• Roxanna Panufnik
  • Twenty (2022)
    (An Overture for Orchestra)

  • Peters Edition Limited (World)
  • 1+pic.1+ca.0+bb-cl+bcl.1+cbn/0+2f-hn.0+2ctpt.0.0/timp.2perc/str(
  • 4 min

Programme Note


When Simon Over asked me if I would write Southbank Sinfonia a 20th anniversary overture, he also requested that I collaborate with orchestra’s members in the creation of the piece. I sent them all a questionnaire with the following questions: What does the number 20 mean to you? What are your favourite effects/techniques/figurations to play? What do you do you wish you could be doing more of, within the orchestra?

I have included as many of their requests as possible, which you’ll see in bold, in the description of the piece below. The woodwind all requested that they play on their doubling instruments so they are scored as piccolo, flute, oboe, cor anglais, clarinet, bass clarinet, bassoon and contra-bassoon.

TWENTY is based on a progression of 20 harmonies, which we hear initially in a chorale-like fashion with quintuplet flourishes throughout the orchestra. The time signature is always in divisibles of 20 – multiples of 5, 4 and 10. The percussion starts with a complex rhythm that pits 5 against 4.

In A. With anticipation of joys to come, the harmonies (1 – 5) become excited ostinato (including some nifty double-stopping in the horns), accompanying various instruments as they play their carefree, light, cheerful melodies. A request for 6/8 + 2/4 (neatly becoming 10/8 and an opportunity to combine 6/8 against 3/4) gives us a driving rhythm, played with spread pizzicato and open string arpeggios in the strings. Soloistic playing in the double basses start the melodic ball rolling. Then the bassoons carry on the melody with glissandi and rising scales in 3rds. The ‘cellos take over, fulfilling their wish to duet with other orchestral instruments in a different pitch zone, the flute and piccolo. The double basses further accentuate the 10/8 rhythm with Bartok pizzicatos.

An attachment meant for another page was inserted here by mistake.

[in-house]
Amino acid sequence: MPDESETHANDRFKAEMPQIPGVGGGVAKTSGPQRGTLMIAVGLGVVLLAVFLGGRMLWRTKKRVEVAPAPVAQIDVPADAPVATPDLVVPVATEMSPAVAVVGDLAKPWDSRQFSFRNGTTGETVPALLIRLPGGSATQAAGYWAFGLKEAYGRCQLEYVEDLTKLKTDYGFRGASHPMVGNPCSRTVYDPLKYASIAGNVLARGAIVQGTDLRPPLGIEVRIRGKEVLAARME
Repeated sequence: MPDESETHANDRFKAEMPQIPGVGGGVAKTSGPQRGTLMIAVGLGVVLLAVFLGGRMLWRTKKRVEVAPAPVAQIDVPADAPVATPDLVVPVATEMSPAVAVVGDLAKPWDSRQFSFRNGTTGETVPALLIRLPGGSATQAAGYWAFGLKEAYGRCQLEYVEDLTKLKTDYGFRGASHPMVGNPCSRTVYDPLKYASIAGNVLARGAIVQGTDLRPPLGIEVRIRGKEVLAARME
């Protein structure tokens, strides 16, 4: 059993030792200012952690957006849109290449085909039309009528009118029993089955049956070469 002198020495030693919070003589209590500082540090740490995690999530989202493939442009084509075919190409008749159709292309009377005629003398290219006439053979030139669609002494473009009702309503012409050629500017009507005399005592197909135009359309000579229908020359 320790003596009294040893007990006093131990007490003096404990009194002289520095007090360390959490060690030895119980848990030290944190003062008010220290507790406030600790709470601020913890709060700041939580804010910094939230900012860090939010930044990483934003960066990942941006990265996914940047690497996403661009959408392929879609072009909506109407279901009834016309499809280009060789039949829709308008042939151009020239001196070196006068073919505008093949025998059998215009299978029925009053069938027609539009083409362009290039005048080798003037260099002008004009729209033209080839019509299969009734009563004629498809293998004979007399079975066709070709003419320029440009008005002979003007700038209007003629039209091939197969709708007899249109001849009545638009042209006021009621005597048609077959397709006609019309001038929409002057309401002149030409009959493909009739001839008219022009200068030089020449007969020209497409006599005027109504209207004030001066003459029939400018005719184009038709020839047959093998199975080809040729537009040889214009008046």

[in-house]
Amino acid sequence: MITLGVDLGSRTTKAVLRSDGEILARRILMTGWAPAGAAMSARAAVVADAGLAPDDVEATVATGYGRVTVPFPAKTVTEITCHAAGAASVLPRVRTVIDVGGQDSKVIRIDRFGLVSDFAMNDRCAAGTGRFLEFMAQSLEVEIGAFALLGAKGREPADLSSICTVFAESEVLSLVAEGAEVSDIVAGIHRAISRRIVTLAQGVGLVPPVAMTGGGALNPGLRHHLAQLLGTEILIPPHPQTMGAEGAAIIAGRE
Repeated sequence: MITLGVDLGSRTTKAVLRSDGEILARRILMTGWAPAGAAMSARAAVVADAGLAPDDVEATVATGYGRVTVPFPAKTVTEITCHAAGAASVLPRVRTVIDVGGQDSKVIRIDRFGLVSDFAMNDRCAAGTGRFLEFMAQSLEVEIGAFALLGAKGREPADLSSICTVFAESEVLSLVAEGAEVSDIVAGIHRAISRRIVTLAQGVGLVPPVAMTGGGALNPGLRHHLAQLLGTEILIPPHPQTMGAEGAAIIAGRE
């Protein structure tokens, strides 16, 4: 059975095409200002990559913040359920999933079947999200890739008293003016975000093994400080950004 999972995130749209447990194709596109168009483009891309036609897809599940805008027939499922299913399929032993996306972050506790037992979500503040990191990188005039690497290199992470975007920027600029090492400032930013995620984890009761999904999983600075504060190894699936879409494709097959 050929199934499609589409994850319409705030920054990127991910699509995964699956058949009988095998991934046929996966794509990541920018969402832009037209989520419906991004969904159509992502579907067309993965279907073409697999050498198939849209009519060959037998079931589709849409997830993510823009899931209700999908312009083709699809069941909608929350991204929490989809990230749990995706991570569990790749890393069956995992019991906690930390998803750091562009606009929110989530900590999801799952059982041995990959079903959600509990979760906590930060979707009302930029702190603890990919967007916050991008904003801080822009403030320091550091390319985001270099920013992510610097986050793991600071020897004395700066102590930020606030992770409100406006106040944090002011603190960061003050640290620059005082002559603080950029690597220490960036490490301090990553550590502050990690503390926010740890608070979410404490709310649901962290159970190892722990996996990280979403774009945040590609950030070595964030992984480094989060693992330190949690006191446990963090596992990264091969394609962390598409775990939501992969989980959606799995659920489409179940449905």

Interestingly, the wind and upper players unanimously requested some ethereal effects so the next section B. Mysterioso, makes use of fluttering and pitch-bends in the winds, harmonics in the violins and bisbigliando trills on the bassoons. The woodwinds pass the melodies between themselves as the harmonies (6 – 15) gracefully propel us towards C. Locomotively. In the players’ thoughts about the number 20, their sense of excitement at having all the freedoms of adulthood with no responsibilities and the anticipation at the decade to come was pretty much universal. So, we start this last section slowly and at the bottom end of the orchestra with harmonies’ 16 – 20’s bass line. At first trepidatious, more instruments join in becoming faster and faster as the train of adulthood gathers in pace, finishing in a pyrotechnic display of all 20 harmonies.

I am hugely grateful to Simon Over for commissioning this piece – and to the players of Southbank Sinfonia who were hugely inspirational with their requests and generous with their time in trying things out. The piece is dedicated to Simon Over, celebrating the Twentieth Anniversary of Southbank Sinfonia

RP 25th July, 2022


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